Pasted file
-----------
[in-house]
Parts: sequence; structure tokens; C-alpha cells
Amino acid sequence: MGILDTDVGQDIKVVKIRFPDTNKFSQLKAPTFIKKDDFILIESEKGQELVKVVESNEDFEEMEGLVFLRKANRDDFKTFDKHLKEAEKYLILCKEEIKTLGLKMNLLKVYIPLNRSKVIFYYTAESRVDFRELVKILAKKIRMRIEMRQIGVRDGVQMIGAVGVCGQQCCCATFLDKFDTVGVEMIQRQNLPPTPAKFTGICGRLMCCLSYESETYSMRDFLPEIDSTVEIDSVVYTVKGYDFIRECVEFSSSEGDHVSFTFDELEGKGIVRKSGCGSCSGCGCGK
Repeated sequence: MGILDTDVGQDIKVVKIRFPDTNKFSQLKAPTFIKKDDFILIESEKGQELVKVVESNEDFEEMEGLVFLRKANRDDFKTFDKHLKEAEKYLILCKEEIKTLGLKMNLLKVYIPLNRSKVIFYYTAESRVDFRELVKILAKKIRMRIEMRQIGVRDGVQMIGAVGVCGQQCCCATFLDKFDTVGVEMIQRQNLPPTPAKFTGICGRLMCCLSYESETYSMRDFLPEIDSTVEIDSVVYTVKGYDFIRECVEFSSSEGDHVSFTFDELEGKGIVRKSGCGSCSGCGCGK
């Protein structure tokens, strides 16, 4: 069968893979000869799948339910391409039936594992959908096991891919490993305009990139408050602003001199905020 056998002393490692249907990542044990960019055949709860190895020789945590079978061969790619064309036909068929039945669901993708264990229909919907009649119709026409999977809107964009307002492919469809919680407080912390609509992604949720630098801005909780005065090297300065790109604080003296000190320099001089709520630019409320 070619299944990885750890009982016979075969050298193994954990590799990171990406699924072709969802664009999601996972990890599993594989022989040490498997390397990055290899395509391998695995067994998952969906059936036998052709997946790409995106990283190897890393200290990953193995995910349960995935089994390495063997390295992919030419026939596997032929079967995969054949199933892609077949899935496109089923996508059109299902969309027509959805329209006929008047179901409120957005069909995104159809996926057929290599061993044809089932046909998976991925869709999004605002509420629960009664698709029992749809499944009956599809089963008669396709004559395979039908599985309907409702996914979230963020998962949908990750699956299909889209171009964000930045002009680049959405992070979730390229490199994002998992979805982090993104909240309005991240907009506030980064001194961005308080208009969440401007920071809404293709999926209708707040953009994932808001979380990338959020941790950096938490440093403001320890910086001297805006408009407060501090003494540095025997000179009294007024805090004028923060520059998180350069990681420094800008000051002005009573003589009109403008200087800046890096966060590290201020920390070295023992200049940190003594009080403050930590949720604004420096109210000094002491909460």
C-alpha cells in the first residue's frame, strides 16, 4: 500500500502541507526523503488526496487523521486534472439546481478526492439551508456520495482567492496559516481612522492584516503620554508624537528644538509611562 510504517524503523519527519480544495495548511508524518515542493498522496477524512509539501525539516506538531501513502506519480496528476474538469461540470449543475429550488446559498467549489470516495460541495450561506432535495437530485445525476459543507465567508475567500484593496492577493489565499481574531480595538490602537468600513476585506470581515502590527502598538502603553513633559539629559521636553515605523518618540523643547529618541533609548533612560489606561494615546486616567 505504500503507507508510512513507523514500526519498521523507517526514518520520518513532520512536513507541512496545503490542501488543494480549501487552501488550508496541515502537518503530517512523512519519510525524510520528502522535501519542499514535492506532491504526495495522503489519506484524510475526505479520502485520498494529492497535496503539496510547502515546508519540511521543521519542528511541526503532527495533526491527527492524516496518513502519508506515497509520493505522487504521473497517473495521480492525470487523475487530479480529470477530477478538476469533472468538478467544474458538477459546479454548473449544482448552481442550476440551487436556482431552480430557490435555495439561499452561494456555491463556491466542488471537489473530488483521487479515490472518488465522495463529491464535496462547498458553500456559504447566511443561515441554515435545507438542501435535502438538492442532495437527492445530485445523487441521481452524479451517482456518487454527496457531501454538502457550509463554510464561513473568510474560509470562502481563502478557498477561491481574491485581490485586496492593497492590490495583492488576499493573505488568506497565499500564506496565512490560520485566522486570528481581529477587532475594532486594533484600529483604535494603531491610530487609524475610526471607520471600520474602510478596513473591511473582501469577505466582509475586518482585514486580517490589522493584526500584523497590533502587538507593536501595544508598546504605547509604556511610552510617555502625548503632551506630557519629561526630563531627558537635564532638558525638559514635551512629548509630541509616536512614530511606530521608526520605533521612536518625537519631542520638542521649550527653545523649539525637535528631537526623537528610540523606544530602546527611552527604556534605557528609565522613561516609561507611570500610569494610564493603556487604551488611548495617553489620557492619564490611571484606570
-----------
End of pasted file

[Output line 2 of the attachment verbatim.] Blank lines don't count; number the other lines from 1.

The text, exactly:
Parts: sequence; structure tokens; C-alpha cells